When will school shootings stop?
A personal essay from Parenting.com
By Ana Connery - Parenting.com
My son’s principal just sent an email asking parents to come get our kids—and exactly where to find them, as soon as dismissal time arrives in 45 minutes. Only two doors to the school are open now. She mentions scary things like “copycat crimes” in the wake of this morning’s horrific shooting at an elementary school in Connecticut. Considering the similar mall shooting in Oregon earlier this week, the news is particularly unsettling, if not downright terrifying.
My son, Jav, is 7, the same age as many of the kids who were killed just hours ago. Like Jav, I am sure those kids love superheroes, too, and Disney Junior, and coveted their Wii, DS, Barbie or whatever object of affection they had at the moment they took their last terrified breath. I am sure that, like Jav, they, too, were waiting for Santa, perhaps many of them already sent him letters detailing their wish lists. Santa will now be forced to skip their home, and those letters will go unanswered, and in my mind, there is no seemingly good reason for this.
Details are still emerging as to who did this and why. Guns have been recovered. The age-old debate in America will make the rounds again. Some will emphatically defend their right to protect themselves and their families. Others will explain, just as emphatically, why they are opposed.
Whatever you believe, who protects our kids when they’re in the middle of math class or at the mall, shopping with Grandma? Are we all supposed to start carrying around guns everywhere, just in case? Are we supposed to teach our kids how to use one, the way we teach them to use an Epi-Pen, and send them off to school with one in their backpack? Ridiculous, right? But so is getting an automated voicemail from your school’s superintendent saying there has been a shooting at your child’s school. So is walking into a school with one and killing close to 30 people, many of them far from old enough even to have a Facebook account.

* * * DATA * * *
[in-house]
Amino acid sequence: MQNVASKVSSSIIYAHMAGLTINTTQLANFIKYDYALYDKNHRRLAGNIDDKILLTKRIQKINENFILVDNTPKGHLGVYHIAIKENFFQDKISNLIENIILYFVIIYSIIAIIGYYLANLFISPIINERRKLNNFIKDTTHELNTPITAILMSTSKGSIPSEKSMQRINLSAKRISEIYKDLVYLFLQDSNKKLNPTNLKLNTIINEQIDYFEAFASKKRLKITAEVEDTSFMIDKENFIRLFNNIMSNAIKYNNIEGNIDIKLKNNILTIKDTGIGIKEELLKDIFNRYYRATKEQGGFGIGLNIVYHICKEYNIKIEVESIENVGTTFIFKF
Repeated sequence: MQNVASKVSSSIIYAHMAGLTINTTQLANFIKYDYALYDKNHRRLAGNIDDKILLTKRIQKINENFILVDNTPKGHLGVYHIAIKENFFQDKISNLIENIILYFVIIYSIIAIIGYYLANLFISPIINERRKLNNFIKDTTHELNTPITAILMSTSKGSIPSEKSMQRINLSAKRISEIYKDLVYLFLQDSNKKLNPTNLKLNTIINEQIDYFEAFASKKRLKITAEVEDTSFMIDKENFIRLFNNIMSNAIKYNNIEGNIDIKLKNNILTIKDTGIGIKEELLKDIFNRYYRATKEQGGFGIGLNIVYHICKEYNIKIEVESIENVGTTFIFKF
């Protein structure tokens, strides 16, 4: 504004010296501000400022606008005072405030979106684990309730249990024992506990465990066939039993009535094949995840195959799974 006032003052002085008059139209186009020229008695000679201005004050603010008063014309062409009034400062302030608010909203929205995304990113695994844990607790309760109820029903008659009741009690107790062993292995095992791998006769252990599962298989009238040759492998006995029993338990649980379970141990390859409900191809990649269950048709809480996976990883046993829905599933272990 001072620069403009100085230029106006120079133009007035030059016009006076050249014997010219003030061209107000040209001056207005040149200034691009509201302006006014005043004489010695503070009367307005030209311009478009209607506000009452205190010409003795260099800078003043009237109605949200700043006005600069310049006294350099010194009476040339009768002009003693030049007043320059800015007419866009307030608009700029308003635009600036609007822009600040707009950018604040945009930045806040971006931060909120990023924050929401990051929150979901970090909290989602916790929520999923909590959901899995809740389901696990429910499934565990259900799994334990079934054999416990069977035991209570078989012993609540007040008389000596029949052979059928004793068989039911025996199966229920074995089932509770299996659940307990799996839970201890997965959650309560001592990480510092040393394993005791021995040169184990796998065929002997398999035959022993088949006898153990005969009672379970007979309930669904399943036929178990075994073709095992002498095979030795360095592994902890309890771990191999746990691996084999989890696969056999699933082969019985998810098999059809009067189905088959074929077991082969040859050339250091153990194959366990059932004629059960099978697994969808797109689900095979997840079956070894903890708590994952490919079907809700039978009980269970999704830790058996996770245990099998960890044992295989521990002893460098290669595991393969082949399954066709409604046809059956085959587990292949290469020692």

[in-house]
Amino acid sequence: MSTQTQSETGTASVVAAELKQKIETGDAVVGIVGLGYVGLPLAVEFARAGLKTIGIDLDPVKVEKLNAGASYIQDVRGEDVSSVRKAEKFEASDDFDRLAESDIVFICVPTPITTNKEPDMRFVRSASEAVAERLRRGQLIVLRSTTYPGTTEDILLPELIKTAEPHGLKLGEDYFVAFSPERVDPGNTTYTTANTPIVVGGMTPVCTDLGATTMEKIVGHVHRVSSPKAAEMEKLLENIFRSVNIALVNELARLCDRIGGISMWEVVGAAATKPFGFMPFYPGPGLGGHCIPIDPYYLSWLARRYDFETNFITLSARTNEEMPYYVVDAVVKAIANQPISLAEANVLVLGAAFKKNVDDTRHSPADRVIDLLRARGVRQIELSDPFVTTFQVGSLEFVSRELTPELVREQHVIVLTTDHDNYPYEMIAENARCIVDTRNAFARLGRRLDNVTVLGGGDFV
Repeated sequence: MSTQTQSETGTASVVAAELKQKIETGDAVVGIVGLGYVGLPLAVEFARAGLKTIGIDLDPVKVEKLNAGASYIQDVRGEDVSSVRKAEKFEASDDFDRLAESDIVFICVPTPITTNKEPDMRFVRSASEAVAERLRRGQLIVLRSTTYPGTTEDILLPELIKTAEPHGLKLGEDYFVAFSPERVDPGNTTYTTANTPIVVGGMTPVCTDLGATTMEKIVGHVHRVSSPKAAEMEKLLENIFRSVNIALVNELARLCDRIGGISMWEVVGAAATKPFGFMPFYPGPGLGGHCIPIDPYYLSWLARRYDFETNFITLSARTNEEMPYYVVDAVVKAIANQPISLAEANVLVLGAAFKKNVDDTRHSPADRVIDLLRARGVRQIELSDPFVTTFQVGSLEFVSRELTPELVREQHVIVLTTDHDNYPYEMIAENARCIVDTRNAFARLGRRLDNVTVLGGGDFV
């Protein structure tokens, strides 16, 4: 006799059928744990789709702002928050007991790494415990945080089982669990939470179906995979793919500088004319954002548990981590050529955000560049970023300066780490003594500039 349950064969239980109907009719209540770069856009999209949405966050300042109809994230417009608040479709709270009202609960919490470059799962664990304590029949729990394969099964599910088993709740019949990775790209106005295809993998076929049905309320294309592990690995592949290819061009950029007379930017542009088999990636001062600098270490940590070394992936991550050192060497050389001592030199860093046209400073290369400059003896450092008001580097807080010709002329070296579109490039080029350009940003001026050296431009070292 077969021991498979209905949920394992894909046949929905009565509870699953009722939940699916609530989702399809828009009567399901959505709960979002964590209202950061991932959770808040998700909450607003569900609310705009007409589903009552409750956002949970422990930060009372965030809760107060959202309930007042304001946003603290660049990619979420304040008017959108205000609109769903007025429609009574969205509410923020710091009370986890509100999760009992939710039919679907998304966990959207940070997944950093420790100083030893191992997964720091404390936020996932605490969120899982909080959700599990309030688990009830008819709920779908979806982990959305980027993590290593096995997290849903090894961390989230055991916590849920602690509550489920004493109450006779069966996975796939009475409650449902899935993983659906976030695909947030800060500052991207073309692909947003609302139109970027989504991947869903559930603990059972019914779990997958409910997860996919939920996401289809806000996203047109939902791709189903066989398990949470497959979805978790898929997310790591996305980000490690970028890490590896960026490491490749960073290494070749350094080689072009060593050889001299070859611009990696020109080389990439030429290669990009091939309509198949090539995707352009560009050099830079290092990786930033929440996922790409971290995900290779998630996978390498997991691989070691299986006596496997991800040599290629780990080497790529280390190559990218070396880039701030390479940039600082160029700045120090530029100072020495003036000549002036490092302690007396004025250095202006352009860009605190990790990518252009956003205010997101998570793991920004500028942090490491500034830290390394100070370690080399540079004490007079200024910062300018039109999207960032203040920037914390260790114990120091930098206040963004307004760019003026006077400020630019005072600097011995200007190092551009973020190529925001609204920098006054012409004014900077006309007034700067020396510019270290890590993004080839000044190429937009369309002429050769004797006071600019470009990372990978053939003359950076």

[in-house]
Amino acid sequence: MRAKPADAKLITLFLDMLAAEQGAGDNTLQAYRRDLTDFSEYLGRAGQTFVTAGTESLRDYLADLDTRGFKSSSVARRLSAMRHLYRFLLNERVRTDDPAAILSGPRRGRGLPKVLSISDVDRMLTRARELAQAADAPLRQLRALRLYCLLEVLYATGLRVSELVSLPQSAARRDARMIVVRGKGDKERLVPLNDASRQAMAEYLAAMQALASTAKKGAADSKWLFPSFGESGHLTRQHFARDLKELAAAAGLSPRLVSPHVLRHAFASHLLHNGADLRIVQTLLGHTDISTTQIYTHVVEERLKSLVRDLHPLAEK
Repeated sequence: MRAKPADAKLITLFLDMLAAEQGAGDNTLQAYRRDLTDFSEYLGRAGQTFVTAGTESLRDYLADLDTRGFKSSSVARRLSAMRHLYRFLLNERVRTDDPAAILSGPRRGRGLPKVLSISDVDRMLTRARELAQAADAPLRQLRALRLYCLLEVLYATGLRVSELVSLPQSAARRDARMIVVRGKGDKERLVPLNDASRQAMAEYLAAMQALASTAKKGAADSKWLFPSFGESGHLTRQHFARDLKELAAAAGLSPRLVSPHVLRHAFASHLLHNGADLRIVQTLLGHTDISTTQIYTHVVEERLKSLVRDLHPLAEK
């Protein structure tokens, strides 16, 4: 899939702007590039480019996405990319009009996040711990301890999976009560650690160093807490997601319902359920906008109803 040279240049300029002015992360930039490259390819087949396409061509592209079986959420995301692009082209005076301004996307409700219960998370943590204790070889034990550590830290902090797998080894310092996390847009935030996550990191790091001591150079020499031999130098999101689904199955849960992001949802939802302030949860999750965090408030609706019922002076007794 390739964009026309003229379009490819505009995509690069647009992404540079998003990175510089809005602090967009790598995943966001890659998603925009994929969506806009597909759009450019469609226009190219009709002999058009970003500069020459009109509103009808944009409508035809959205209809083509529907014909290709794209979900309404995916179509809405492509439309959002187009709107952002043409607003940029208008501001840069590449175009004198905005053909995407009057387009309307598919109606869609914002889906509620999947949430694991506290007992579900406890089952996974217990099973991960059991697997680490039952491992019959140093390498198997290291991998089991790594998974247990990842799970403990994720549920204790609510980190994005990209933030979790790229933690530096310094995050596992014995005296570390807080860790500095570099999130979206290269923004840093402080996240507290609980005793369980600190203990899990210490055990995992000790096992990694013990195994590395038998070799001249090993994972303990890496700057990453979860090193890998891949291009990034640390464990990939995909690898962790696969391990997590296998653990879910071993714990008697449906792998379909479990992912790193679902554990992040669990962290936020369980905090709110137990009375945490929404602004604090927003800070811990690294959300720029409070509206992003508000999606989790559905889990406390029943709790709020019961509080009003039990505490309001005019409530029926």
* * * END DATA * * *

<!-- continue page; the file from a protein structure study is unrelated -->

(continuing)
My boyfriend has a gun. He insists it remains tucked away on a shelf, too high for the kids to reach it, unloaded, and locked. It haunts me when we visit him. We never talk about it, but I know it’s there. I was a kid once, too. I was curious, careless--it’s part of growing up. Unfortunately that kind of curiosity can lead to death. I don’t want my kid to end up on the news.
When I drive to Jav’s school in a few moments, my drive will be far different from those parents who drove there just this morning only to learn their child was murdered. I will pray. I will cry. I will hug my kid and take him for that cupcake I promised him for getting a great grade on his math test this week. But my mind will be cloudy, confused, scared.
Of all the things that parenthood teaches us, how to deal with a tragedy like this rarely comes up. For a slew of parents today, the lesson will be forced upon them, and my heart breaks for them.
Photo: Cloe Poisson/Hartford Courant/MCT via Getty Images
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Crazy people don't pay any attention to gun laws, this mental case was on a mission, no gun control could have stopped him. Security at the school, an armed guard, a bullet to the head could have stopped him. Taking rights away from the sane will not stop the crazy or mentally ill from breaking laws or commiting these type of horrific crimes.
The shooting will stop when we stop having "gun free" zones. Can you think of any mass murders that happened outside of a "gun free zone"? I can't. When cowards know they are unopposed, they have the courage to kill innocent people. When they know or believe they will be opposed, they move on.